The modernisation of Wrocław Główny between 2010-2012 resulted in a station complex adapted to the current standards of service for passengers, but it also restored the historic beauty of the station and to this day, it remains the largest investment carried out by Polish State Railways on the renovation of a historic station, with a total investment cost of 323 million PLN.
As part of the works, the station forecourt was rebuilt, creating a square acting as a real public space uniting elements such as green islands of plants and trees with smaller architectural elements such as two colourful fountains, lighting and city furniture in the shape of chairs and benches.
Underneath the station, an underground parking was added with space for 217 cars as well as a new overground parking.
A thorough renovation was also carried out on the neo-gothic building, secession hall, tunnels and platform halls. From the street side, the South pavilion was erected. The station was also fully adapted to the needs of disabled passengers.
Many conservatorial discoveries were made at the station during the 2010-2012 renovation. As a historic building on the register of monuments since 1966, the station concealed many secrets which were uncovered during renovation works. The biggest of these was the discovery of an Imperial hall not previously known about.
The Imperial hall was probably prepared for the arrival of Kaiser Wilhelm II with his wife in 1906 for the ‘Royal Days’ celebrations. Original decorations were preserved including two black eagles of the Kingdom of Prussia which bear the initials FR on their breasts, a shortening of Fredericus Rex and an allusion to the King of Prussia, Frederick II, known as ‘the Great’.
Each of the eagles holds in its talons a coat of arms. One of them has the letter ‘W’ painted on a yellow background, an allusion to the historic name of Wrocław, ‘Wratislavia’. The second has a black eagle on a yellow background, a symbol of the Silesian province. The rest of the walls of the hall are adorned with coats of arms of Prussia weaved into a plant pattern.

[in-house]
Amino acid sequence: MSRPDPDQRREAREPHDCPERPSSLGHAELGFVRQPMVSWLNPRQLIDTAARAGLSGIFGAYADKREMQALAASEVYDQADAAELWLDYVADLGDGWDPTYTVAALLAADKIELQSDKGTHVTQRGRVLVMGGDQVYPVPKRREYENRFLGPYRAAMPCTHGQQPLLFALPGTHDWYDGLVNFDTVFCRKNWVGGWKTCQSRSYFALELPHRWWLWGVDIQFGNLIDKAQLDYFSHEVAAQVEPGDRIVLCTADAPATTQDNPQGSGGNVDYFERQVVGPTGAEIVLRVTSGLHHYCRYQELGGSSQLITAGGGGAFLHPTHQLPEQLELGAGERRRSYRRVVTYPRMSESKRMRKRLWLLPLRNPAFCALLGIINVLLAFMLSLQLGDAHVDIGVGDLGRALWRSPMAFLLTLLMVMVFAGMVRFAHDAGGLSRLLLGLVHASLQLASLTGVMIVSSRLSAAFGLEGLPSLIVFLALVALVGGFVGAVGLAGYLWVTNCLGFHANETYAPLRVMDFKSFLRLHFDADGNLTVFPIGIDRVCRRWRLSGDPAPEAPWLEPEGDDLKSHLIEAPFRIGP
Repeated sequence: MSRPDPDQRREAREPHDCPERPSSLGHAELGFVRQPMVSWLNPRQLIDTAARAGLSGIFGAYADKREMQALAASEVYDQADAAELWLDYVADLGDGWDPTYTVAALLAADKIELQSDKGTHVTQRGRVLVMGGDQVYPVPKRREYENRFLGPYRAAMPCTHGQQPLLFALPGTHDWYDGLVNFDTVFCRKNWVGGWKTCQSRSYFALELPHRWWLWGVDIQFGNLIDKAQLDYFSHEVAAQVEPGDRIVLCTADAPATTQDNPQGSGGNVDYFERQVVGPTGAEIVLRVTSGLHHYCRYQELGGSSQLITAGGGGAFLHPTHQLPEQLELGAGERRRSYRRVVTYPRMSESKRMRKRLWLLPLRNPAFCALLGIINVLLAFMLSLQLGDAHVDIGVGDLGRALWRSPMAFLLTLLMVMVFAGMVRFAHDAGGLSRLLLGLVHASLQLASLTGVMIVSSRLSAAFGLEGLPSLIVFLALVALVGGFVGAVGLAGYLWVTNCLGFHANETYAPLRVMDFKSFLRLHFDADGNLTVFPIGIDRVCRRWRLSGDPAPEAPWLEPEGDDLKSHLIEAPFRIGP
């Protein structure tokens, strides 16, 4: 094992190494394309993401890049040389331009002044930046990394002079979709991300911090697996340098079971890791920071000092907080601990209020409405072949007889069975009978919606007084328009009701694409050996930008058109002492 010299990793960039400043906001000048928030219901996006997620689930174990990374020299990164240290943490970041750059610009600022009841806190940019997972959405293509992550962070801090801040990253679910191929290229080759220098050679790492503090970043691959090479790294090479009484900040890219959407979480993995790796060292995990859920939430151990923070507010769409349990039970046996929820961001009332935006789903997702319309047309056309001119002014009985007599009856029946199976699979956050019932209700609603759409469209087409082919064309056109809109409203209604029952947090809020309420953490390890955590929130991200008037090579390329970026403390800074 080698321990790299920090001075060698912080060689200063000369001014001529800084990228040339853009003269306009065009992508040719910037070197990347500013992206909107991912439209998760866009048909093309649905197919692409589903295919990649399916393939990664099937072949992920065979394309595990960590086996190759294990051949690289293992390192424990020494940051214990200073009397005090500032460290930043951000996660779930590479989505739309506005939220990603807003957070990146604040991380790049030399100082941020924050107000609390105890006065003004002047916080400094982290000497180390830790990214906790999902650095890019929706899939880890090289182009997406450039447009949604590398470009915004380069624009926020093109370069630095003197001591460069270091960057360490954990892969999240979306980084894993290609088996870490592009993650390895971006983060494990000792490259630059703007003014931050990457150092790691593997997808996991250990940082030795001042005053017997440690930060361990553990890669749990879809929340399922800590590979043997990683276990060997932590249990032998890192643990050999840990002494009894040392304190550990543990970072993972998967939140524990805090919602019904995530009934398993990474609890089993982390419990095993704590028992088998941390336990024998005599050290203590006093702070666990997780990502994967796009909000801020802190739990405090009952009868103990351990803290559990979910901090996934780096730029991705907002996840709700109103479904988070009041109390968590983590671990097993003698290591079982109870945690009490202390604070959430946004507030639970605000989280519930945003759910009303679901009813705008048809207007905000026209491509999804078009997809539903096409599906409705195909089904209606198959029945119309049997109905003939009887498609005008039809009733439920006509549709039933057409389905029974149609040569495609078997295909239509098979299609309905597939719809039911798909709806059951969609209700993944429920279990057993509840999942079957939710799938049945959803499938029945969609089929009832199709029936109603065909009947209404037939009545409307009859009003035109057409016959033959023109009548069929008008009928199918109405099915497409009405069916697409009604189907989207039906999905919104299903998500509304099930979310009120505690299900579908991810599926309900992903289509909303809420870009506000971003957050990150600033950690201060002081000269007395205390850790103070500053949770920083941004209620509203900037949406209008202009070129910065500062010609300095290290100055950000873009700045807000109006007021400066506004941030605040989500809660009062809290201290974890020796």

Also notable is the ceiling of the Imperial Hall which has an ideological significance, showing the power of the Germanic Empire. The ceiling is ‘propped up’ on a central column on which four imperial eagles are painted. It then passes into a canopy made up of four parts.
On each part a fragment of the sun is shown in which angels are painted showing imperial insignia on red cushions: a crown, sword, sceptre and apple. They show the power of the Emperor, whose leadership radiates onto the whole of the empire. Centrally in each part of the canopy can be seen the coats of arms of different kingdoms: Saxony, Bavaria, Württemberg and Prussia. Adjoining them are the coats of arms of 16 duchies.
The Imperial Hall is one of the more interesting interiors in railway station buildings in Poland. Nevertheless, during the renovation, several smaller, equally interesting discoveries of the interiors were made. They include dragons integrated into the capitols of the columns which can be found in the main entrance hall and can be noticed by eagle eyed passengers.
Some discoveries will not be seen by passengers, such as adverts of the clothing company Bleyle, probably originating from the 1930s, which was restored and hidden from view and can be found above one of the arches on the route between the main entrance and station hall.
This article was sponsored by PKP.